Hasmik Poghosyan: Turkey, Armenia should pursue more cultural coop

Hasmik Poghosyan: Turkey and Armenia should pursue more cultural
cooperation

armradio.am
13.09.2008 12:26

Turkey and Armenia should pursue more cultural cooperation, as it would
do more to heal historic trauma than diplomacy, Armenia’s Culture
Minister Hasmik Poghosyan said in an exclusive interview with the
Turkish Daily News.

Amid warming relations between Turkey and Armenia following President
Abdullah Gül’s recent trip to Yerevan, Hasmik Poghosyan called on the
Turkish Culture Minister ErtuÄ?rul Günay to improve relations, saying,
`Let’s start working collaboratively in the cultural realm to help new
generations overcome trauma.’

Poghosyan, referring to pain experienced in past decades, said, `We
lost our families during the genocide and were forced to leave the
lands where we were born. But it is also a fact that many conscientious
Turkish families helped us during those painful events. How can we deny
the reality and blame the whole Turkish society?’ she said.

Dialogue and collaboration in the cultural realm had more significance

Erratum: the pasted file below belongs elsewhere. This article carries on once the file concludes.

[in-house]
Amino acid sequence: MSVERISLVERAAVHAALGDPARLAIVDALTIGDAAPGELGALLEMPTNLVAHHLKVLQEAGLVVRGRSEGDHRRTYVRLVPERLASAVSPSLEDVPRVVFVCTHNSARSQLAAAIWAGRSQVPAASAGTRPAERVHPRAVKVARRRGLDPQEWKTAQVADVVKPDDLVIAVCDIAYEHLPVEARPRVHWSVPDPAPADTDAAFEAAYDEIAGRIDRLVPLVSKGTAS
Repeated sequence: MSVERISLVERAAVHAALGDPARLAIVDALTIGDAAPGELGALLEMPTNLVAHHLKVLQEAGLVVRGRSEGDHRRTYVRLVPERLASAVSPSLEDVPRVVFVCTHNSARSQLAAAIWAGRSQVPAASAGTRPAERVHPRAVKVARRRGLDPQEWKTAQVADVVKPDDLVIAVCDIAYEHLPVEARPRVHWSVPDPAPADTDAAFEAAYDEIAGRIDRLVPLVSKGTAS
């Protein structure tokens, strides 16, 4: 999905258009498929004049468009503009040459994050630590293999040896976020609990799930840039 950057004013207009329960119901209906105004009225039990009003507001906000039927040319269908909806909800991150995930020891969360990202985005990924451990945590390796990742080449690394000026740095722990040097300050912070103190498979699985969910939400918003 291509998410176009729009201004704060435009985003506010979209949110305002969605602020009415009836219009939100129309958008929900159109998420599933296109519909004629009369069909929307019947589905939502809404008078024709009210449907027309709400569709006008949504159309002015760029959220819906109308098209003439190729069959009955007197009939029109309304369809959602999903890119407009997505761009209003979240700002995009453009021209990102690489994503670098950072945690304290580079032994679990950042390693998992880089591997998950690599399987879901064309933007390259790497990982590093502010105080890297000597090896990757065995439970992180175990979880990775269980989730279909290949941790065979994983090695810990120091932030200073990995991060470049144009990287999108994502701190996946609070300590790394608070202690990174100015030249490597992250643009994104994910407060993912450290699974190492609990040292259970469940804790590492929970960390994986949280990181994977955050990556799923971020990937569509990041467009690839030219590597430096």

than diplomatic relations, said Poghosyan, adding this could lead to a
speedy rapprochement between Turks and Armenians.

Many relics and cultural artifacts from ancient Armenian civilization
were located within the borders of modern day Turkey, said Poghosyan,
adding that Armenia’s Culture Ministry wanted to collaborate with its
Turkish counterpart to restore them
for future generations. Poghosyan
said her biggest dream was to organize a festival celebrating Turkey in
Armenia.

Hasmik Poghosyan said the ancient Akdamar Church on a small island in
Lake Van in eastern Turkey is important. `Renovation of such structures
is significant in terms of passing them onto younger generations. But
Turkey neglects one thing: How correct is it to call a church a
museum?’ she said.

Poghosyan said she wished to cooperate on the restoration of Armenian
cultural heritage within Turkey, adding that her ministry was ready to
give any kind of logistical support to Turkish authorities in order to
ensure restorations were made in line with the original characteristics
of the structures.

Armenian cultural heritage in Turkey was not seen as important
according to official policy, said Poghosyan. `No matter how much we
deny it, we simply cannot change history,’ she said.

She drew attention to restoration work that would start soon on the
ruins of the ancient Armenian city of Ani, located within modern day
Kars, a province in eastern Turkey. She said her ministry was ready to
collaborate with the Turkish Culture Ministry on that project.

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